Gray

An anatomy of Gray’s Eulogy

 


U 6.939-41: Or a woman’s with her saucepan. I cooked good Irish stew. Eulogy in a country churchyard it ought to be that poem of whose is it Wordsworth or Thomas Campbell.


By the third Bloom episode of Ulysses the reader may have developed an unfounded feeling of superiority about the main character’s education. Bloom is often not quite right about facts and sometimes he is blatantly wrong, but our eagerness to correct is a conditioned reflex that can easily lead to misconceptions. Bloom’s mistakes almost always deserve the benefit of doubt. An attentive reader like Paul van Caspel1 would notice that “it ought to be” in the quotation above leaves little doubt that Bloom is fully aware of the original title of Gray’s poem, and Bloom’s preceding musings about inscriptions of gravestones confirm that he is aware of the laudatory quality of many of them. He also realises his uncertainty about the author of the poem, and having quoted him earlier in the chapter ("row me o'er the ferry" at 6.447-8) Campbell is a near miss when fumbling for the right name.

     There is yet another aspect that should be taken into consideration. Mistaking “elegy” for “eulogy” in the title of Gray’s celebrated poem, Elegy written in a country churchyard (1751) seems to have been a source of amusement from at least 1870:


Things Chronicled […] — A lady came into one of the book-stores the other day, and inquired for "Gray's Eulogy on a Graveyard.”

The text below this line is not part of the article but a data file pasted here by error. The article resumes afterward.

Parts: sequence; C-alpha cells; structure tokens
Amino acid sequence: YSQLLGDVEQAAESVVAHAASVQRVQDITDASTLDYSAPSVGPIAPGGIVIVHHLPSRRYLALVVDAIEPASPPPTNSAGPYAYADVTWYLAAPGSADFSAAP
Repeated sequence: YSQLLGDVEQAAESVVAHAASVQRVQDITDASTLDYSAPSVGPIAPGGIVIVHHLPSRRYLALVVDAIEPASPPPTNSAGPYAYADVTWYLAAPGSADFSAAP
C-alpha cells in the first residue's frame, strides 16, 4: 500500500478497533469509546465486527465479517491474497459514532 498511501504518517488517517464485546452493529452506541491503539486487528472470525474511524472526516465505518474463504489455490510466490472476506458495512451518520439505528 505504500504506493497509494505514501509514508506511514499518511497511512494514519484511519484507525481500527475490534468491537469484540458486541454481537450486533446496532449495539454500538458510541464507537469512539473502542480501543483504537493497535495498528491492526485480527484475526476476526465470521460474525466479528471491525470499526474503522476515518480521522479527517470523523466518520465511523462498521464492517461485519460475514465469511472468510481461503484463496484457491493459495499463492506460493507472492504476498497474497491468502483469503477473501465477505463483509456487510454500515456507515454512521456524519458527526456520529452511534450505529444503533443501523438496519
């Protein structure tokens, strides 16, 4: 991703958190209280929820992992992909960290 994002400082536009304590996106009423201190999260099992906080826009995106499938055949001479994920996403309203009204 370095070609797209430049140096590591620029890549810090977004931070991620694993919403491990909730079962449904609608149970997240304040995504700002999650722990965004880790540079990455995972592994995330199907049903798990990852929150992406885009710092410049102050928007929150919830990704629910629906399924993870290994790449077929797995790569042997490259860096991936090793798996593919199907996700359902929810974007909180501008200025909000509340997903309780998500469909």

Chronicle (University of Michigan) (1870), 26 February p. 172/1

     Gray’s poem was much anthologised and was learnt by heart by generations of schoolchildren.2 Its popularity in the educational system perhaps helps to explain many of the contexts cited below:


[…] the candidates had no real idea of the meanings. In Question 7 the answers were characterised by great inaccuracy. For example, "Thomas Grey [sic] was a poet who wrote a eulogy on a country churchyard."

Manual of the Public Examinations Board (Adelaide) (1903), p. 78


A eulogy is always a trying thing for the speaker and still more trying for the subject. A schoolboy was once asked to define "eulogy" and he said, "Eulogy is a kind of sad poetry. The best example is 'Gray's Eulogy on a Country Churchyard."

Dental Scrap Book (1909), vol. 3, p. 3

     Bloom’s little joke fits his character. Stephen, well versed in etymology, might have considered it beneath him.

Harald Beck


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1 Paul van Caspel, Bloomers on the Liffey. Eisegetical Readings of Ulysses (Baltimore, 1986) p. 97.
2 Schoolboy humour also underlies a similar use in W. C. Sellar and R. J. Yeatman’s 1066 and all that (1930), p. 18:

Another very conquering law made by William I said that everyone had to go to bed at eight o’clock. This was called the Curfew and was a Good Thing in the end since it was the cause of Gray’s Energy in the country churchyard.